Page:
Lawyers often deal with the challenges that occur when people die without making a last will and testament. One result is sometimes intestacy laws distribute property differently than the deceased might have wanted. Additional expenses and legal fees are almost always a result.

Similar challenges and expenses can occur when a lawyer dies or becomes disabled without leaving instructions as to how matters should be handled in their absence, whether permanent or temporary. The burden of deciding what to do then falls on the spouse or other heirs, even though sometimes local lawyers may pitch in to help. But even if another lawyer agrees to help wind up a practice, do your heirs understand the client files must be first reviewed as that lawyer may be opposing counsel or have other conflicts related to some of the files? Those files should not be given to the assisting lawyer and another lawyer will have to help with those, even if only transferring them to your former clients.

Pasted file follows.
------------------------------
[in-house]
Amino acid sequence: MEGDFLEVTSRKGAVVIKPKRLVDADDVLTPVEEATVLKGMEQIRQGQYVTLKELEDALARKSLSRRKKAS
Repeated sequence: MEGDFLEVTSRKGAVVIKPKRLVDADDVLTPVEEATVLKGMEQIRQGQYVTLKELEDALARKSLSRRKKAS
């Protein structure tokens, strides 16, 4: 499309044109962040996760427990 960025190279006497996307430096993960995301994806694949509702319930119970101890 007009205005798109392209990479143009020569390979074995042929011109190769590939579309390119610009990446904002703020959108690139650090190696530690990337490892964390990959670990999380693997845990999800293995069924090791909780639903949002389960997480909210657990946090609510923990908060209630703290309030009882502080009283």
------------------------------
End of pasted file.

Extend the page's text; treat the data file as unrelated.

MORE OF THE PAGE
While the following resource is only available to Oklahoma Bar Association members, many state bar associations provide similar resources. Contact your state bar’s practice management advisor or other bar association staff to see if a similar resource is available in your jurisdiction

Planning Ahead Guide: Attorney Transition Planning in The Event of Death or Incapacity is a guide the OBA provides to Oklahoma Bar Association members. It is detailed and comprehensive, containing forms to use in planning and execution. The Planning Guide is available for free download. Log into My OKBar and select Attorney Transition Planning Guide from the list of links at the right. Your heirs may not know who an appropriate lawyer would be to be the Assisting Attorney to aid them. It will go much smoother if you have secured the Assisting Attorney’s agreement to help them in advance. Even if you haven’t finished everything the Planning Guide suggests, just accomplishing those steps will provide your heirs much peace of mind and help them get started.

And if you are a lawyer who keeps the originals of clients’ wills and estate plans, you will definitely want to review the section beginning on page 69 “Why Did We Ever Want to Keep Original Wills?”